Should Puigdemont be extradited?

The public prosecutor's office of the German state of Schleswig-Holstein has concluded that the European arrest warrant for Carles Puigdemont is justified and wants the former Catalan regional president to be extradited to Spain. The Spanish judiciary has accused Puigdemont of rebellion and other crimes. Now the higher regional court must rule on his extradition. Commentators take differing views on the issue.

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Deutschlandfunk (DE) /

Time to negotiate

Extraditing Puigdemont to Spain would be wrong, Deutschlandfunk maintains:

“Before Carles Puigdemont becomes a martyr for the separatists once and for all, he should be allowed to travel to Belgium unhindered. In case of doubt the Federal government should make use of the leeway it is entitled to in the context of the European arrest warrant and finally start acting as a mediator in the Catalonian conflict. There is no denying that the proceedings against Puigdemont and his companions, most of whom have already been arrested, are politically motivated. ... The longer Prime Minister Rajoy prefers legal wrangling to a political solution, the deeper the rifts - and the more radical the resistance - will be. It's time to negotiate before it really comes to a rebellion in Catalonia.”

El Mundo (ES) /

Applause for an EU capable of defending itself

For El Mundo there is no alternative to extradition:

“Only those who live isolated in the cognitive bunker of separatism could have been surprised that Germany behaved regarding Carles Puigdemont as a state like Germany should do with a person like Puigdemont: as an EU state governed by the rule of law dealing with a presumed criminal wanted by a fellow member state. ... Nothing should prevent Puigdemont from being swiftly handed over to the Spanish authorities to be held to account. The end of his impunity will come as a relief for us convinced Europeans who believe in an EU that is able to defend itself against the surge in populist nationalism.”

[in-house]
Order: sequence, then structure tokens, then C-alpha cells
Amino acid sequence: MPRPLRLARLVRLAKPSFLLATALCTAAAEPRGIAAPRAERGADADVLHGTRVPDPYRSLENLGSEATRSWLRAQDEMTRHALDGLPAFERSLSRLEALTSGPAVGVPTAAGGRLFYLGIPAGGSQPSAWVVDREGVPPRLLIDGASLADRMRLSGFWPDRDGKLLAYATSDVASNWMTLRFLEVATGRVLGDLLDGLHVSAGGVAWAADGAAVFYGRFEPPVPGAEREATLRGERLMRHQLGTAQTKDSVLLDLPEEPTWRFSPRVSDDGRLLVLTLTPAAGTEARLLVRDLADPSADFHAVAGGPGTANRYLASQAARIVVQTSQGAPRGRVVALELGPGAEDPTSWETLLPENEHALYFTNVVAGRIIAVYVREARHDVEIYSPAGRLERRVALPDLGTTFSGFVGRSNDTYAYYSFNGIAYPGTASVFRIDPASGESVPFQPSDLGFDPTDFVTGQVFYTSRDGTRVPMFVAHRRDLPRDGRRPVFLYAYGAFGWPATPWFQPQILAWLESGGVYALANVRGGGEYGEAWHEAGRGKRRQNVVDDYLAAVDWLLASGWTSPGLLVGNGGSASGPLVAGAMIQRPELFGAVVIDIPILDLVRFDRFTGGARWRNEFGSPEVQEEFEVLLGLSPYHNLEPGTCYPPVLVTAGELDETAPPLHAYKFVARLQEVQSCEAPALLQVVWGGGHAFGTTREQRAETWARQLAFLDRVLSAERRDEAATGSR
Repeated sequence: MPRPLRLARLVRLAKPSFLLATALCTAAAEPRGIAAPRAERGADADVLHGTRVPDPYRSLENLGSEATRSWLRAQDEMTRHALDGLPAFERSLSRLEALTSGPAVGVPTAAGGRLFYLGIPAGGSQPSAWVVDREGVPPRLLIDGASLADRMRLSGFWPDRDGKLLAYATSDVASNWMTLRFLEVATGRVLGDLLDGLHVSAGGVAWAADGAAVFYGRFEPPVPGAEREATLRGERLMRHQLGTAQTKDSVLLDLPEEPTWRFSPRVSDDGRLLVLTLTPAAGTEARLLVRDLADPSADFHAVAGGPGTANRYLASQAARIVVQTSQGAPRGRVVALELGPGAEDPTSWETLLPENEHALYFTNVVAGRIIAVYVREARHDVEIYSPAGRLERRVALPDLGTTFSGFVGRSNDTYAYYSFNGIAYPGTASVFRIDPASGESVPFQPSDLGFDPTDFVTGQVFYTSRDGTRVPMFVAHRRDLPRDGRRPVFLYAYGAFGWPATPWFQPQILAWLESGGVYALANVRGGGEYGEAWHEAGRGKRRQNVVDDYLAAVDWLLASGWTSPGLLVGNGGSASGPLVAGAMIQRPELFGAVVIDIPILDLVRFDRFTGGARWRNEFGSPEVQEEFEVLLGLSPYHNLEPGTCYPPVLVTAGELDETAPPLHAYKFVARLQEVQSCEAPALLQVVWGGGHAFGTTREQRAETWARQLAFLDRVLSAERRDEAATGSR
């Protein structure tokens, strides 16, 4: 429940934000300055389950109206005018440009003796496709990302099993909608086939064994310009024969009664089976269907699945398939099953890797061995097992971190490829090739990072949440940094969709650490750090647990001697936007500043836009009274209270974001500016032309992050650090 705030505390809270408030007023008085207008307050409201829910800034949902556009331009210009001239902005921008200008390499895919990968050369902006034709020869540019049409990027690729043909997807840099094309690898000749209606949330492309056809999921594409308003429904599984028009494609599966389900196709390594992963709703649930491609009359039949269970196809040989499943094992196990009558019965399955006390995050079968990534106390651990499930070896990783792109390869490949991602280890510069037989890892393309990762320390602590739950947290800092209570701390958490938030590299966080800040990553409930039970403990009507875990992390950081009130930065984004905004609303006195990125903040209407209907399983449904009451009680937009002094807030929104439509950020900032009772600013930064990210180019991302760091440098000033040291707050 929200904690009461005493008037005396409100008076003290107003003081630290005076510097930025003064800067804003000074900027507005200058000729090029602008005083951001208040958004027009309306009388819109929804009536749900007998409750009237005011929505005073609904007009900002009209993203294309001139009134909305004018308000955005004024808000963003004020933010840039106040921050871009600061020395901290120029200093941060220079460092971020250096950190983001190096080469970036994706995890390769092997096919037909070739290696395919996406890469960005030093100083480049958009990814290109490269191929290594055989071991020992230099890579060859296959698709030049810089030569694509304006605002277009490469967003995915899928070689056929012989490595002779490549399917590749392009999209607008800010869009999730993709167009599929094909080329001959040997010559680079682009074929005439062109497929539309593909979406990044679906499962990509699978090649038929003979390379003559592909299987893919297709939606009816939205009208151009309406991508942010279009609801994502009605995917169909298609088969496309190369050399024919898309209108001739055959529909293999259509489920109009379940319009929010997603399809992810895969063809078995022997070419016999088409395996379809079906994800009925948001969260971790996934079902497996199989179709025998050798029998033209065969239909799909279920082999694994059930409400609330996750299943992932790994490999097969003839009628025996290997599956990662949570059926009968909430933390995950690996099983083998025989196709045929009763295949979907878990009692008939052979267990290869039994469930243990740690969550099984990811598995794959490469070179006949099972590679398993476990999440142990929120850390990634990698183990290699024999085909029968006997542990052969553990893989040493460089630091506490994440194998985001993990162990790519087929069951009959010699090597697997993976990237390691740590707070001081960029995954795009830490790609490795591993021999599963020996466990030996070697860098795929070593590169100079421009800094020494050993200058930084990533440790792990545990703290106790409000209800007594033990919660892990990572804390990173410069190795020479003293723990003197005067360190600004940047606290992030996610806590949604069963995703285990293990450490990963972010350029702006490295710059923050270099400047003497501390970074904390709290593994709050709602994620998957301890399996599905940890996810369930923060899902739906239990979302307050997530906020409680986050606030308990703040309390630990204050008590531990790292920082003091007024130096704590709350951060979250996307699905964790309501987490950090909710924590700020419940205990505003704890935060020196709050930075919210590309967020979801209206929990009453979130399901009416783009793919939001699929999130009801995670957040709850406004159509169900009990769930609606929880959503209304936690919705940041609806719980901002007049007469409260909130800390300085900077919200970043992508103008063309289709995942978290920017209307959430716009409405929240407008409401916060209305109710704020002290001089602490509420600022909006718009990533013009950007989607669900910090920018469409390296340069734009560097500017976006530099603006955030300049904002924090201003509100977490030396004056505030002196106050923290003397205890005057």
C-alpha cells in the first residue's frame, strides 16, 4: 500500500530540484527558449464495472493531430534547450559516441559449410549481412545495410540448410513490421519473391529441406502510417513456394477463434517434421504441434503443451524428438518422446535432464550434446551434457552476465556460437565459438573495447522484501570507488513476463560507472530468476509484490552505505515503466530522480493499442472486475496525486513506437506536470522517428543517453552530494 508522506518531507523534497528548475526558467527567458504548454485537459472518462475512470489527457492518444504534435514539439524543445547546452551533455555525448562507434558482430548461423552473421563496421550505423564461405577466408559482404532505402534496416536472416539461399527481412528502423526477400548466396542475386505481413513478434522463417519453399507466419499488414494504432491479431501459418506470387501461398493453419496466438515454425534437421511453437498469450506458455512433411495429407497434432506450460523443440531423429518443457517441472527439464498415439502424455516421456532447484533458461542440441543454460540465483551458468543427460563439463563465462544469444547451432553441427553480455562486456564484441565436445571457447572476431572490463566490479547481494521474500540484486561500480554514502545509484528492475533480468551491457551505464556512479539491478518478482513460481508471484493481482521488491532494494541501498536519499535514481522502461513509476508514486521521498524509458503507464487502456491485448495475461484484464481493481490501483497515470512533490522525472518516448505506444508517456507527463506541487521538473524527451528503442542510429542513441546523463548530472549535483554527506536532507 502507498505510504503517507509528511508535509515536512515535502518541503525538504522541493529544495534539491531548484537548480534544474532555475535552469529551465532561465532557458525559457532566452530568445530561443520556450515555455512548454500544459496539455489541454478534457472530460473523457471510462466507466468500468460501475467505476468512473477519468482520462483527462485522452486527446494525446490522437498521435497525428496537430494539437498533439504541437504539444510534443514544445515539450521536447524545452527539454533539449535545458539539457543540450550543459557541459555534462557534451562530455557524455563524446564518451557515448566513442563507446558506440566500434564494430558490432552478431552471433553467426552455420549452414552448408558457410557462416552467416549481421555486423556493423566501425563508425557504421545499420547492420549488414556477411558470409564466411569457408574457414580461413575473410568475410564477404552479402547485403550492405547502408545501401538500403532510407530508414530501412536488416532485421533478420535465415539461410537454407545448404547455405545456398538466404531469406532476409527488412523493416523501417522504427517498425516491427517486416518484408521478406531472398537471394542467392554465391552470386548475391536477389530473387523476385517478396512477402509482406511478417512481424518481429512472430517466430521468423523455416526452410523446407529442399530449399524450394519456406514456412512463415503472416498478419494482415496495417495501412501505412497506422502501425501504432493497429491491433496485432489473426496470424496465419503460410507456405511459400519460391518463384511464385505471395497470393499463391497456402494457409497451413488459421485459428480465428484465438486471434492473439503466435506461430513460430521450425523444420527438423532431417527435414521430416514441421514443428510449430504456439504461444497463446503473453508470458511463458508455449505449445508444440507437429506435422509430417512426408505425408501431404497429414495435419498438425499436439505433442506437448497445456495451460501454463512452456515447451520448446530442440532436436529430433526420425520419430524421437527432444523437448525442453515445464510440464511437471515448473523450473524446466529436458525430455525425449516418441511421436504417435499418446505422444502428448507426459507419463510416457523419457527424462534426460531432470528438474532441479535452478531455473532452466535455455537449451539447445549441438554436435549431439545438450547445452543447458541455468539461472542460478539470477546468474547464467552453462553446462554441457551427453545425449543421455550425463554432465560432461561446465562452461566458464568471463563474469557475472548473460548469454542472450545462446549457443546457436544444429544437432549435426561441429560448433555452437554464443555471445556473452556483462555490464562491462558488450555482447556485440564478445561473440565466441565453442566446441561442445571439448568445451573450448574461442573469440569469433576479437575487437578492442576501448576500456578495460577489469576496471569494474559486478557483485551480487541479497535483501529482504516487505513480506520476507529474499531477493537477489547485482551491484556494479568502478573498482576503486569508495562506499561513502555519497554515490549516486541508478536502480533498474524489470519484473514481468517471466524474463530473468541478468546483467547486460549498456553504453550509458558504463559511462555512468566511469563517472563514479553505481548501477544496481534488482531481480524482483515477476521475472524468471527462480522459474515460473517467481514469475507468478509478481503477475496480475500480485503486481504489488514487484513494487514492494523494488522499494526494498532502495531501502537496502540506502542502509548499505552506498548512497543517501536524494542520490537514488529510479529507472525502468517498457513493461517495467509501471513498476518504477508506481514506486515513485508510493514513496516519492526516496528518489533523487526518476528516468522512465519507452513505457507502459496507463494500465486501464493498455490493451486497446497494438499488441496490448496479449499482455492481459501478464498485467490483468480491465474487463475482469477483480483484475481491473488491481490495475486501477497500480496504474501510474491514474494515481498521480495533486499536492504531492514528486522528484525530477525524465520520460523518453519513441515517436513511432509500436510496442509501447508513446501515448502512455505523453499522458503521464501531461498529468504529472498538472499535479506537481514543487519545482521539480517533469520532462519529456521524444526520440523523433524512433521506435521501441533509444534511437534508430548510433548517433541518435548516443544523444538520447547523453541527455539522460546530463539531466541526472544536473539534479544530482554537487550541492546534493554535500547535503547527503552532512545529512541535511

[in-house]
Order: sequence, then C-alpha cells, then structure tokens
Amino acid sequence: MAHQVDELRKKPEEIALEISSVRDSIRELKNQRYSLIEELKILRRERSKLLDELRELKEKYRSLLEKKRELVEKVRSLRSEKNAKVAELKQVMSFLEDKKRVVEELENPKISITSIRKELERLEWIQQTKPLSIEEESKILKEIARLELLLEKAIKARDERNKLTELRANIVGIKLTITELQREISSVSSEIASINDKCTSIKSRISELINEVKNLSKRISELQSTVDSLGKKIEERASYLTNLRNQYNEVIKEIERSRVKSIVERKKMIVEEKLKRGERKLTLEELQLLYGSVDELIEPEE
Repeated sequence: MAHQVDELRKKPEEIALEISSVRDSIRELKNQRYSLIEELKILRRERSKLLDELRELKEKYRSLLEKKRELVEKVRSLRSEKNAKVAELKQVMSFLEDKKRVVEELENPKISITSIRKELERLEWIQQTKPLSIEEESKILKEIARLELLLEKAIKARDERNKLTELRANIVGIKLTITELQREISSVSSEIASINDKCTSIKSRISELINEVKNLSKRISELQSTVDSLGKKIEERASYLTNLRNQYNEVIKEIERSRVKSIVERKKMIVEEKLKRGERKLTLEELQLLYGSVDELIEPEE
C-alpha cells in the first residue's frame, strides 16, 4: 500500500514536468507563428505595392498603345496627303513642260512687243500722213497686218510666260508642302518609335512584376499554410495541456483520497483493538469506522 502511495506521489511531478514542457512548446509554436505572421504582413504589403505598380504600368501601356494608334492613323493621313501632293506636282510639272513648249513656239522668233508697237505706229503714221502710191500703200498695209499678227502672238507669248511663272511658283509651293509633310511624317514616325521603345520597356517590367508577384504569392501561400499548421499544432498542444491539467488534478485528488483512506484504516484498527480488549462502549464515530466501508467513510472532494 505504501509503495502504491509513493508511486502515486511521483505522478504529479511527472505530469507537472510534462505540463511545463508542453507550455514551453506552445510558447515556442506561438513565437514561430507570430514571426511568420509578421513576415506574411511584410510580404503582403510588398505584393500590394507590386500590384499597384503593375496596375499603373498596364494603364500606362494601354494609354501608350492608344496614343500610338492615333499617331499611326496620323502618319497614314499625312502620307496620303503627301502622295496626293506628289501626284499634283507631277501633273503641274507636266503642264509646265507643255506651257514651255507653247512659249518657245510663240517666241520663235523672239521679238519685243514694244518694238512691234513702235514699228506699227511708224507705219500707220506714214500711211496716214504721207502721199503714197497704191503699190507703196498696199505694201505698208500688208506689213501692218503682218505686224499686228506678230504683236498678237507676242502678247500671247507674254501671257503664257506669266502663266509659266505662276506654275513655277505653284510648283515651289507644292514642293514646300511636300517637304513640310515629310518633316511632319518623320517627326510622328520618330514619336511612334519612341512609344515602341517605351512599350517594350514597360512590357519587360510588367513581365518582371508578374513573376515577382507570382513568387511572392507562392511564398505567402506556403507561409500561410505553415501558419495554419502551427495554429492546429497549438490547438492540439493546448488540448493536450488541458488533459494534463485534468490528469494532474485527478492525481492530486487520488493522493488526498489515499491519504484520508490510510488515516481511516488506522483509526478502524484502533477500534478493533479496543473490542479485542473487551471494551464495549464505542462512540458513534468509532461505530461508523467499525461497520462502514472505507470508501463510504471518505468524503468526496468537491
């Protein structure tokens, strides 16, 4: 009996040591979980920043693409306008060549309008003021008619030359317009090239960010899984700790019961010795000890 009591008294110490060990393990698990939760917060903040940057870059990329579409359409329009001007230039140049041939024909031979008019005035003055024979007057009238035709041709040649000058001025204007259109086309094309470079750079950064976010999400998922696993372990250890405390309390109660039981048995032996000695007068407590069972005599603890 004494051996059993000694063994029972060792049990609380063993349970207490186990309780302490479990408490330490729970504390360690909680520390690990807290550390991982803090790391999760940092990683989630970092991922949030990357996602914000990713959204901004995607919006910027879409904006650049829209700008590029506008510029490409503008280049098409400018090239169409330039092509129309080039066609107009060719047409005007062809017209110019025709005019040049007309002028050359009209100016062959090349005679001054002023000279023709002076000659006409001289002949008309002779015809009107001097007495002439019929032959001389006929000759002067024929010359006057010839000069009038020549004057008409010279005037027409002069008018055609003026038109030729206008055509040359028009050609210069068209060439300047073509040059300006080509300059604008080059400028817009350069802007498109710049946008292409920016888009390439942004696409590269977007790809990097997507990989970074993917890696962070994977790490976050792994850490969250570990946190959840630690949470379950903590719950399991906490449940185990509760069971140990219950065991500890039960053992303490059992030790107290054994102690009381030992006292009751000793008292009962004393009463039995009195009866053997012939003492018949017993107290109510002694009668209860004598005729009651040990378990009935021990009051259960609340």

Telos (FR) /

Separatism has had its day

The Catalan struggle for independence has failed, historian Benoît Pellistrandi writes on the debate website Telos:

“I believe that the Puigdemont episode has ended, and with it also a certain form of the Catalan crisis. First off, the separatists have been forced to return to reality. They underestimated the Spanish state and forgot that it was a solid, recognised and internationally respected state of law. Some Catalan leaders have been apprehended for breaking the law. Nothing exceptional, short of accepting that such a revolutionary rupture can win out over democratic norms. The revolution failed in Catalonia because the situation there was not revolutionary! The separatists failed to take into consideration European public opinion and the position of Europe's governments.”

Irish Examiner (IE) /

Wrongful political persecution

The Irish Examiner is shocked by what it sees as the persecution of Puigdemont:

“The leader of the Catalan movement, Carles Puigdemont, is a nationalist and not the dangerous revolutionary painted by Spanish authorities. … Puigdemont is wanted by Spain for 'sedition', an ancient transgression that amounts to no more than encouraging dissent against the established order. This is not the proper prosecution of a criminal. It is the persecution of a political leader, albeit a turbulent one. The hounding of Puigdemont is an overtly political act by the Spanish authorities that is unworthy of any democracy, let alone one in the European Union. It should be resisted, not aided or encouraged, by other EU states.”

Der Freitag (DE) /

EU must not remain passive

Der Freitag weekly paper finds the EU's refusal to intervene in the conflict difficult to understand:

“Never before has it adopted such a stance on other political independence movements. In 1990/91 it expressly supported the Baltic Soviet states' struggle for independence against the USSR. It has been mediating in the Cyprus conflict for decades, and in Kosovo's secession from Serbia the EU actually took a leading role and took charge of parts of the political and legal administration processes in the newly baptised state at the start of 2008. If the EU fully adopts the official Spanish interpretation of the Catalonia conflict [according to which this is an internal Spanish affair] the theory of a Europe of regions will become nothing but a farce.”